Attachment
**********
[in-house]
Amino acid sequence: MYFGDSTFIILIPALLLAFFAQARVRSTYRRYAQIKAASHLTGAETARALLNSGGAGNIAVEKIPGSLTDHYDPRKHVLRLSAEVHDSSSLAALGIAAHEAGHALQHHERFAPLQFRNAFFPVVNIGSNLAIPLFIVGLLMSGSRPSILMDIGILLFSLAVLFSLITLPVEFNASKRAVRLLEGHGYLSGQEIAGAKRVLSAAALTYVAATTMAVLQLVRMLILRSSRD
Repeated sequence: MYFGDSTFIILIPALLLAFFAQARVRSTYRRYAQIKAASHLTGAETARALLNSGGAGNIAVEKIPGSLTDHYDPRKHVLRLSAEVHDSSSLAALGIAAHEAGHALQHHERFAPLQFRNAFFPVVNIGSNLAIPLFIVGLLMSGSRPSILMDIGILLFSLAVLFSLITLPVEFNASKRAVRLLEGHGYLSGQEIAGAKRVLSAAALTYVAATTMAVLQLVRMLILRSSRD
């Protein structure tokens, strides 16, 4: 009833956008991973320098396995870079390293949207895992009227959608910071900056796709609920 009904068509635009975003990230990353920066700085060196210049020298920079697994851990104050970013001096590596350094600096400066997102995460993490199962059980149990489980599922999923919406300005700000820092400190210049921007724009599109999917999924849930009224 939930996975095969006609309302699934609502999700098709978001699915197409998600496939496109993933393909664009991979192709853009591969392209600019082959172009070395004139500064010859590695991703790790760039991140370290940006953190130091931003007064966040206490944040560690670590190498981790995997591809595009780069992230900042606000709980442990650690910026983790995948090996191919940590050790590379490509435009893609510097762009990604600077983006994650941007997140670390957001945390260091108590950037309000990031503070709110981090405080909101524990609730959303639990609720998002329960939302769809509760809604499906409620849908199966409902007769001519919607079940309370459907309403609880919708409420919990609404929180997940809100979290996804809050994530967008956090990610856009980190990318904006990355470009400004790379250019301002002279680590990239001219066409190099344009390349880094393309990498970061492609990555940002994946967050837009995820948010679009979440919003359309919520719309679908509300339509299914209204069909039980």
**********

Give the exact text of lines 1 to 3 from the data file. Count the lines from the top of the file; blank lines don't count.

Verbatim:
[in-house]
Amino acid sequence: MYFGDSTFIILIPALLLAFFAQARVRSTYRRYAQIKAASHLTGAETARALLNSGGAGNIAVEKIPGSLTDHYDPRKHVLRLSAEVHDSSSLAALGIAAHEAGHALQHHERFAPLQFRNAFFPVVNIGSNLAIPLFIVGLLMSGSRPSILMDIGILLFSLAVLFSLITLPVEFNASKRAVRLLEGHGYLSGQEIAGAKRVLSAAALTYVAATTMAVLQLVRMLILRSSRD
Repeated sequence: MYFGDSTFIILIPALLLAFFAQARVRSTYRRYAQIKAASHLTGAETARALLNSGGAGNIAVEKIPGSLTDHYDPRKHVLRLSAEVHDSSSLAALGIAAHEAGHALQHHERFAPLQFRNAFFPVVNIGSNLAIPLFIVGLLMSGSRPSILMDIGILLFSLAVLFSLITLPVEFNASKRAVRLLEGHGYLSGQEIAGAKRVLSAAALTYVAATTMAVLQLVRMLILRSSRD